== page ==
We talk with Michelle who is passionate about sharing her tips and experiences with other women. Her mission is to empower women to take control of their finances and ultimately change their life choices for good! We chat about the importance of self-worth and how we can empower women.
How important is self-worth when partnered up with knowledge, to empowering a woman in today’s world?
It’s very important. The issue with self-worth is that it is often tied up with external factors such as societal ideals or perceptions of what society thinks of you. Your self-worth has been predetermined before you had a chance to figure it out for yourself.
As women we have a tendency to soak up those ideals and then tell ourselves that that is the truth. We tell ourselves this because these are the messages we are getting externally from all around us. It’s very easy to be pigeonholed as a female, or as somebody from an ethnic minority background, or as somebody from a specific class, education or even region that you live in.
That is why you have to start from the beginning. From you. What do YOU think about yourself? What is YOUR self-worth. It takes time to unpick what you’re your thoughts from the external factors, but getting this right first is the first step to empowerment
How we do empower Women to know their worth/value from your expertise?
The way to do it is to encourage women girls and women to always ask questions. Children know this a fundamental rule… They understand that if you know you don’t understand something, simply ask questions until you get an answer you did understand.
Now as a parent it can be really irritating sometimes, it’s very freeing to be able to just ask those questions. And as adults we don’t do that. I think from around the age of around 20 when people are considering entering the world of work, that is when that is the point where I think people stop asking questions. They look around they see the structure of work and they see the structure society has constructed and see this is how work actually works. And they just accept it. They stop asking questions and start to justify why things are the way they are, until they believe it. So, my advice to empower women is to encourage them to always ask questions.
And I think the more questions you ask them all it’s less likely that you going to take things lying down and it’s less likely that your self-worth is going to be seen as something really.
What has driven this business idea of yours and has it stemmed from your own experience?
I started my business and three and a half years ago and I really really struggled for the first two and a half years. I struggled with getting clients. I struggled with issues around pricing. I struggled with personal debt and then there was all sorts of family money crisis going on and for a good two years I didn’t talk to anyone about it. I had deep shame around my debt and my failing business. I think I had one friend who I felt I could talk to, but primarily I felt that I was alone with this struggle.
I was trying to put on a brave face to the whole world that everything was OK when really, I was falling apart. Slowly I started to open up to the odd person and after a while I realized that they’d all been through the same thing. As entrepreneurs, mums, daughters, partners. There were so many of us in our silos having real problems with money and attitude towards money problems with pricing ourselves problems with debt. The stigma of money and debt kept us all quiet and that is when I knew I had to do something.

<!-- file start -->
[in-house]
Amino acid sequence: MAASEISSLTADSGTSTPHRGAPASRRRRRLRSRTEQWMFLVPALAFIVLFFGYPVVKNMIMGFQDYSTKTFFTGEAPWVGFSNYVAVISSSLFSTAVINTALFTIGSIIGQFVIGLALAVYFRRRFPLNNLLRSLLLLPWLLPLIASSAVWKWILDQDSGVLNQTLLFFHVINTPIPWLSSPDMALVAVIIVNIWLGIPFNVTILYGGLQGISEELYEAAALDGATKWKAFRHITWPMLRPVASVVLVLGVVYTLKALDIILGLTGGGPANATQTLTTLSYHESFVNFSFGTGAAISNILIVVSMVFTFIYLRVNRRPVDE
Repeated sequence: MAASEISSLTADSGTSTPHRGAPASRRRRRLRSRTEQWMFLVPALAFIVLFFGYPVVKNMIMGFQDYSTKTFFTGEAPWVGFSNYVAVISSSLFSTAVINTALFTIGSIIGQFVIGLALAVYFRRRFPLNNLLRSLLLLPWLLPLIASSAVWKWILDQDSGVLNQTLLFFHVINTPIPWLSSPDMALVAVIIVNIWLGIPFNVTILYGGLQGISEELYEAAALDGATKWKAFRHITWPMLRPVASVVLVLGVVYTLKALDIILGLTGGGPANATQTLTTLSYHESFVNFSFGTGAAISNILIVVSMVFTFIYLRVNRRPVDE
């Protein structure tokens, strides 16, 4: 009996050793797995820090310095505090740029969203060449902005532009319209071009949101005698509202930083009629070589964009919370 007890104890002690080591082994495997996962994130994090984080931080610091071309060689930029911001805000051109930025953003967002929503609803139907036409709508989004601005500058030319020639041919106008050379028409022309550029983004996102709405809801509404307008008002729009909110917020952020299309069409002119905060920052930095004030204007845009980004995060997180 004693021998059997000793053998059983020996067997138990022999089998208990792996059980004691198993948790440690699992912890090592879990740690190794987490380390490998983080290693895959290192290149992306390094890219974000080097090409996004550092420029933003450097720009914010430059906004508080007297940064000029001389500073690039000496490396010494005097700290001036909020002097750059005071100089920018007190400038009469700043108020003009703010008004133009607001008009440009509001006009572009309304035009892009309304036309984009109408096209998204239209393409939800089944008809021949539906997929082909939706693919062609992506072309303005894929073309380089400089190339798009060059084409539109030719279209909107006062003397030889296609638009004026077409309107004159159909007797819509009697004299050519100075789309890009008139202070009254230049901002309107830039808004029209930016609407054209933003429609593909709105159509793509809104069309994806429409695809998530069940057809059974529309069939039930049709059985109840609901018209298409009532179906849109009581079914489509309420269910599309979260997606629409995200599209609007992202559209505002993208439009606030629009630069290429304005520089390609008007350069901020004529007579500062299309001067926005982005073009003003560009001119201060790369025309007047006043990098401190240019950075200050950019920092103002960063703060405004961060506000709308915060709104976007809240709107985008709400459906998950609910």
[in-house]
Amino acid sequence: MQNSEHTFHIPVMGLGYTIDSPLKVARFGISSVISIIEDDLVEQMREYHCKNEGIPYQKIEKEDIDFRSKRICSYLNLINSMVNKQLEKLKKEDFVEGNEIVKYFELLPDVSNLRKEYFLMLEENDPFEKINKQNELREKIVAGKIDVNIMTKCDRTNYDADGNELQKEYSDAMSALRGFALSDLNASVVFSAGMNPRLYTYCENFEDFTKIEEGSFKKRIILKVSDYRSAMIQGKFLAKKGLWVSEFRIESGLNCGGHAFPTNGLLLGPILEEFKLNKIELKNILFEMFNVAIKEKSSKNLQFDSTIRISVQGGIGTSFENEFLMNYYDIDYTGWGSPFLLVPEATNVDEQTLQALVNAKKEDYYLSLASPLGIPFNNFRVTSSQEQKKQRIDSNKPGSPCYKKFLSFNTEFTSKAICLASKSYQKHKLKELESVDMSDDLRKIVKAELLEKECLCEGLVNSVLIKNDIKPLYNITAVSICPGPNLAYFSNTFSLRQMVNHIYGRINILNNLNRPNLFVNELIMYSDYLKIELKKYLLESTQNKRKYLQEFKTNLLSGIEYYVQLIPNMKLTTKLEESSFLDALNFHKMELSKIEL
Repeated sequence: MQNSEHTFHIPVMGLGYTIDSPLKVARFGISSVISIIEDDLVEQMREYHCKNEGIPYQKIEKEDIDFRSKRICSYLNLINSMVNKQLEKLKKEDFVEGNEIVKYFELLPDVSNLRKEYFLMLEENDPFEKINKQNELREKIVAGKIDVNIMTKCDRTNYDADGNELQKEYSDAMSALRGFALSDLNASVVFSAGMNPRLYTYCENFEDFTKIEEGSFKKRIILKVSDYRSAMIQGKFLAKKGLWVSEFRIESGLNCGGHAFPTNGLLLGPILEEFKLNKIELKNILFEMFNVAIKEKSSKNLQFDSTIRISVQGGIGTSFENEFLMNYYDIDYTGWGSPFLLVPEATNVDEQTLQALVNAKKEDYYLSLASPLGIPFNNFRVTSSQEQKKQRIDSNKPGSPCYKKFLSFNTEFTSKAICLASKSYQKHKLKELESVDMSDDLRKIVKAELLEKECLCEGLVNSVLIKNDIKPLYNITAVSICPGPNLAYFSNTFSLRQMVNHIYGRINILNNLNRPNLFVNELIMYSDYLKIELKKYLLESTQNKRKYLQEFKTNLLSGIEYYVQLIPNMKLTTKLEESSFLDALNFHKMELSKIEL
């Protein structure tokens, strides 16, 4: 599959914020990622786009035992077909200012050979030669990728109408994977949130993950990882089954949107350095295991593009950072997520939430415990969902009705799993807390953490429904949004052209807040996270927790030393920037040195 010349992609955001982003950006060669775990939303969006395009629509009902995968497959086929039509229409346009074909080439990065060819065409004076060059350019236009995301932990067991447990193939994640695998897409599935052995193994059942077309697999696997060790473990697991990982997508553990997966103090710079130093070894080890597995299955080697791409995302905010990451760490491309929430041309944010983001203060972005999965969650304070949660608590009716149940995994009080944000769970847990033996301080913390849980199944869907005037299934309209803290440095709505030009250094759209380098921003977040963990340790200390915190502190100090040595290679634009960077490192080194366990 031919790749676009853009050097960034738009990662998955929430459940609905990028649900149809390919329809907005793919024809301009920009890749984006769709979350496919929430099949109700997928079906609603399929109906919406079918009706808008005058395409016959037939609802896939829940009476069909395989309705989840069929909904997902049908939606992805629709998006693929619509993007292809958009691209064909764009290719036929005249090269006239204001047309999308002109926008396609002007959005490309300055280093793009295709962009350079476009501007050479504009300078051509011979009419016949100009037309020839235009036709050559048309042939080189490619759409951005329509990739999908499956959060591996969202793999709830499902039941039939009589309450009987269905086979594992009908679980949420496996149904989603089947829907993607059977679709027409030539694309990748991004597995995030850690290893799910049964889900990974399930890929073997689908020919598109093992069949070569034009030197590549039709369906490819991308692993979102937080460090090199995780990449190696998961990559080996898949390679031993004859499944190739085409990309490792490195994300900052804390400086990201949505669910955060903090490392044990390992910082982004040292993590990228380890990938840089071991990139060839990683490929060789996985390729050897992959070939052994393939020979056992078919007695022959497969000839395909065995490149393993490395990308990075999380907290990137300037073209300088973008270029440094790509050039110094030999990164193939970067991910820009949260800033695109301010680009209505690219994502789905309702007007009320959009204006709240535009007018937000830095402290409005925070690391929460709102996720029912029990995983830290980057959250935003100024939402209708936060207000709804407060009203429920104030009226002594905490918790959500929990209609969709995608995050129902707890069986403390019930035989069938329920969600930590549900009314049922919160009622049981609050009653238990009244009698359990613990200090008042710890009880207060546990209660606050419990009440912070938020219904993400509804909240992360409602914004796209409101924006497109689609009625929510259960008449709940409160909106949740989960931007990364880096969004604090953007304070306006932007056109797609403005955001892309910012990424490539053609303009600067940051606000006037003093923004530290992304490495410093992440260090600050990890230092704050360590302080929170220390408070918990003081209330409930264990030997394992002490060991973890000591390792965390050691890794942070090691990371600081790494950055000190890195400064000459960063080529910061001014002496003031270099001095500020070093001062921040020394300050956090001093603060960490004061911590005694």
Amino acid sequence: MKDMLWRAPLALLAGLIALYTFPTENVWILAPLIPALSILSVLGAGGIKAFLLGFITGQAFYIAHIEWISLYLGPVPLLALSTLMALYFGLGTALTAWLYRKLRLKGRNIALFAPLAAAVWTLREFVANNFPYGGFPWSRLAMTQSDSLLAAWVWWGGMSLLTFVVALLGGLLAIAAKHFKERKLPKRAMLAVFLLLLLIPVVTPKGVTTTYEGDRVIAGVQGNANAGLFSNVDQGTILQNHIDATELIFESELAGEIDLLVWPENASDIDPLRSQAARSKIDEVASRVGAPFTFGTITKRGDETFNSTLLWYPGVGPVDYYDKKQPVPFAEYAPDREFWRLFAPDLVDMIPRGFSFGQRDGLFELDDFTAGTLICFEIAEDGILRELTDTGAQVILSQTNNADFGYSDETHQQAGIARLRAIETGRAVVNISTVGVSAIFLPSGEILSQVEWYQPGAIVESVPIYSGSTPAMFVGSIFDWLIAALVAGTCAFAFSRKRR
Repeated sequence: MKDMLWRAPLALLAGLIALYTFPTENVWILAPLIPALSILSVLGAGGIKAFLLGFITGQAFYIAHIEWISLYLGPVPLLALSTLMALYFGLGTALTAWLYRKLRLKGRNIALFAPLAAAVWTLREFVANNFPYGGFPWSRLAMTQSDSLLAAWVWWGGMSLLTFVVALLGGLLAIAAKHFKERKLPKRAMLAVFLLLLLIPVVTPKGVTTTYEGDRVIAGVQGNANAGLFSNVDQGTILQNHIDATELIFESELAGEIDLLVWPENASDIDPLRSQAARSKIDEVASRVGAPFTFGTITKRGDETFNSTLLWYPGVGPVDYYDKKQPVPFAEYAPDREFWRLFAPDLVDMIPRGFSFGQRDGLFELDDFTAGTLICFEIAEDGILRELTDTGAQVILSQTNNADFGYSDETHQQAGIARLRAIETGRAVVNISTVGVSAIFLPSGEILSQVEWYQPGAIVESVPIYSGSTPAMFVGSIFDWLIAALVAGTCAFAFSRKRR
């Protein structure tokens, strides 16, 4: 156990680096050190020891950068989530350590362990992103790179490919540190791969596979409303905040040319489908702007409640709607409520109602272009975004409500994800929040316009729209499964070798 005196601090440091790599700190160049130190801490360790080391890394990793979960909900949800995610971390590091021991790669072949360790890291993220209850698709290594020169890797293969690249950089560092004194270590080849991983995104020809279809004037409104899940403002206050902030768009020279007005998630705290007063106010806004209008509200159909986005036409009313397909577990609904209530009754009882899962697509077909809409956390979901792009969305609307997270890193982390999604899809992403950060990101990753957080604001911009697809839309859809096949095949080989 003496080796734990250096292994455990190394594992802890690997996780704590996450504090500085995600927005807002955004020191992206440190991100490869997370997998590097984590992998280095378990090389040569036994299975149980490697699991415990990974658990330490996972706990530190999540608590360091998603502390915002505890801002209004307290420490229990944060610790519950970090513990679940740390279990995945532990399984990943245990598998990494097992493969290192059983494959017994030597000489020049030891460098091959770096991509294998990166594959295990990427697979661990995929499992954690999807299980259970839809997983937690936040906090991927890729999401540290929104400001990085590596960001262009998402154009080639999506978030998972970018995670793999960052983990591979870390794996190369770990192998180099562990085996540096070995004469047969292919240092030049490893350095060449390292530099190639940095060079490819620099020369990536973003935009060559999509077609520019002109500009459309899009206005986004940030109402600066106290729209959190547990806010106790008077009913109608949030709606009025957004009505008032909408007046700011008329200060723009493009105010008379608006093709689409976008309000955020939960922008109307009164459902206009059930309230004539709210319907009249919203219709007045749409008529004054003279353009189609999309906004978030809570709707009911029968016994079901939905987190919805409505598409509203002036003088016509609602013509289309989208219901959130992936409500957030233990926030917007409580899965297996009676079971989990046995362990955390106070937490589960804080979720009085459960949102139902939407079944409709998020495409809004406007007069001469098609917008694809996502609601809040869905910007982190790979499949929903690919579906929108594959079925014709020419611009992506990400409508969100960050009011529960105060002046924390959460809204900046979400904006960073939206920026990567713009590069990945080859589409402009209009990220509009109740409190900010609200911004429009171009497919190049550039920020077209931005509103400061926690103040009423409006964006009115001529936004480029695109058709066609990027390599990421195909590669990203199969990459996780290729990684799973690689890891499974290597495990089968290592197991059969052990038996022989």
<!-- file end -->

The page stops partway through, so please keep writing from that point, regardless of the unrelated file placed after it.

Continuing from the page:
And so this is what has driven my business I’d say in the sense that I want to share with the world what I have done to review and change my money stories around and I want to pass that on to future generations. And if it helps us to close the gender pay gap, be confident breadwinners and feel better about our money-making goals then I’ve done the right thing.
What leads you forward Michelle?
Having the opportunity to empower women around their money and their attitude towards money is what drives me forward. I want what I’ve been learning over the last 3 years to be public knowledge for all women. The gender pay gap doesn’t have to be our legacy. Rubbish part-time jobs doesn’t have to be our legacy. Debt doesn’t have to be our legacy. Financial empowerment and confidence is the legacy I want for women. This is what leads me forward.
What’s your opinion on The Top100womens initiative? Do you think we are leading women to a level of self-worth and understanding in sharing their stories?
Some people don’t like these initiatives, but the reality is that we still need them. And I think especially for male dominated industries we need to see that women are working there because even though these industries are male dominated it doesn’t mean that only men are there. We need to showcase them and say thank you for paving the way for future generations of women. Young girls need to see what is possible for them. But also, young boys need to see what’s possible for women in the workplace as well. Ideally you want to get to a stage where we don’t need these initiatives anymore. But right now, they are what we need, and I think they’re a great idea.
Money Empowerment Educator